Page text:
Category: George Steinbrenner

The Yankees Food Drive Continues their Excellence off of the Diamond

Hope Week recipient Mohamed Kamara (center), from Sierra Leone, with players on the Yankees (2010).

The Yankees are holding their 18th annual Holiday Food Drive today, from 10 a.m. – 3 p.m.  The Food Drive is presented by White Rose Foods, but they will combine with Domino, General Mills, Unilever, ConAgra, Smucker’s, Barilla, Nestle, Red Gold, Georgia Pacific, Pinnacle, Motts and Kraft to donate over 60,000 pounds of food to those who need it.

Also, of interest, is that Joe Girardi will be arriving at about 10 a.m., and star second baseman, Robinson Cano, will be arriving at about 11 a.m and will stay until noon. They will assist in collecting food items and also greet fans.  Any fan that brings 30 or more pounds of non-perishable food will get a voucher for two Grandstand or Bleachers tickets for one of any 22 selected games during the 2012 campaign.  That is definitely incentive to bring food for those that need it.

Since 1995, the Yankees have made the playoffs every year except 2008, and have won five rings, but it can’t be forgotten that time and time again they find a way to give back to those less fortunate in NYC and the surrounding area.

Numerous stories have posthumously come to the forefront about how former owner, George Steinbrenner, helped people he came across without wanting any limelight for it.  Jack Curry wrote a story many months ago about how Steinbrenner saw a kid near what was formerly Legend’s Field, and now is Steinbrenner Field, causing minor havoc with some friends and proceeded to take him inside for a conversation.  As far as I remember, after talking to him he realized he was a high school kid who just needed some structure outside of school so he offered him a part-time job with the Yankees.  This would set him on the right path.

Steinbrenner had the reputation of being tough to deal with partly because of how he treated his expensive acquisitions, everybody from Reggie Jackson to calling Hideki Irabu a Fat Toad, but he liked helping people in the community as well as Darryl Strawberry, who he helped get back on track by signing him in 1995 and not giving up on him after he sometimes reverted to his alcohol/drug addictions.  Strawberry was an integral part of a few championship teams, but now that he is recovered he admits that he does owe a lot to Steinbrenner.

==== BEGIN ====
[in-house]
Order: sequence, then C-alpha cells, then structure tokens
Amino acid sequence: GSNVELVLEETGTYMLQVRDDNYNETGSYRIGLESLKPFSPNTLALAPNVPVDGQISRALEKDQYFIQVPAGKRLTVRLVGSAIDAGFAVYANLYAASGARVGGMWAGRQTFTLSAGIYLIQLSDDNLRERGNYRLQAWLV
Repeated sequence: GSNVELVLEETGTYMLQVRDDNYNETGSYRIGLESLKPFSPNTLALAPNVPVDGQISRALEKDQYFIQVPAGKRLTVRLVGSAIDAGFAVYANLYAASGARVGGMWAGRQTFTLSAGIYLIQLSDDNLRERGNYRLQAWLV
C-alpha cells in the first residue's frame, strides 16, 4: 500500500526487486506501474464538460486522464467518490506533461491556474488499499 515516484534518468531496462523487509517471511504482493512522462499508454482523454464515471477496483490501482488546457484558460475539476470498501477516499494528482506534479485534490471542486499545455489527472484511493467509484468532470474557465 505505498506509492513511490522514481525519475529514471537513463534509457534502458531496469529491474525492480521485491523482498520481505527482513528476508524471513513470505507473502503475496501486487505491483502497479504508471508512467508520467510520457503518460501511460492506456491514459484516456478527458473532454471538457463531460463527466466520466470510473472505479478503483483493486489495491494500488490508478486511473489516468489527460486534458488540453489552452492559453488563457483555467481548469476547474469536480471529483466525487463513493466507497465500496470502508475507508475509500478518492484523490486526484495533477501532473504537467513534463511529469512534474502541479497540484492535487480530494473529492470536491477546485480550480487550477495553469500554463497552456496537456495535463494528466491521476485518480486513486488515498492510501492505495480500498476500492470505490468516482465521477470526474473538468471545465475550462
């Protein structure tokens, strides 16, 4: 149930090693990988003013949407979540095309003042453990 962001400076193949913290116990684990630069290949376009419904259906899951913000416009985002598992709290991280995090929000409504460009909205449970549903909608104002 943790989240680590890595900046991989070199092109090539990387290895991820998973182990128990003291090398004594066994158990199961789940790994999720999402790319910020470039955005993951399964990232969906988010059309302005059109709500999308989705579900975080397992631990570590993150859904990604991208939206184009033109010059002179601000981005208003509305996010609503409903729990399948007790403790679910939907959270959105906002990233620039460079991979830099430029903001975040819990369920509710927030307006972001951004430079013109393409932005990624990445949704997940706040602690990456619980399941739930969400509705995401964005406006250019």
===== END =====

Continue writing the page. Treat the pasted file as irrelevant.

The Yankees organization also deserve a lot of praise for Hope Week, which will be in its fourth year in 2012.  Hope Week stands for Helping Others Preserve and Excel.  Last season, along with the two previous ones, they truly brightened the lives of people from six different organizations who needed something positive in their life.

During the 2011 Hope Week, the Yankees donated $10,000 each to the following organizations: 1. 2. (mainly for kids who lost loved ones during 9/11) 3. 4. 5.

It definitely seems like the coaches as well as the players get as much out of this week as the people did from the groups that they were helping.  The players all seem to look forward to interacting with the kids, at the stadium, and in places around the five boroughs.  On the same note, when they showed the kids as well as their mentors from their respective organizations, they were truly ecstatic to have a break from their day-to-day lives with the luxury of spending hours with the Yankees.

Even though the new Yankees Stadium turned out to be an impressive palace of sorts, originally building the new stadium seemed like somewhat of a mistake because their was not a specific timetable for replacing the playing fields that they were getting rid of.  Many PSAL (Public School Athletic League) high school football, baseball and soccer teams used those fields for practices and games.  However, true to their word, they delivered on even better fields than before, for high school teams as well as others to use.

The Yankees have more money at their disposal than any other baseball team partly because they are in the biggest media market in the United States and own the YES network, which is the most watched regional sports network in the country.  They get criticized by “haters” because they “buy championships”, but they have only won one since 2000.  The money has helped sign some of the better players in baseball, but they have also had some acquisitions that have backfired – Carl Pavano, Kei Igawa, A.J. Burnett and Jeret Wright.

The money that they have based on the revenue stream from the YES Network, sky-high ticket prices/concessions at Yankee Stadium as well as all other venues has, as pointed out above, helped the team greatly benefit people in need in the New York area as well as in Tampa, where they have Spring Training and a minor league team.  It is inspiring that the Yankees have had this Food Drive for 18 consecutive years and Hope Week is probably the most overall impact that a single sports team makes during a given week.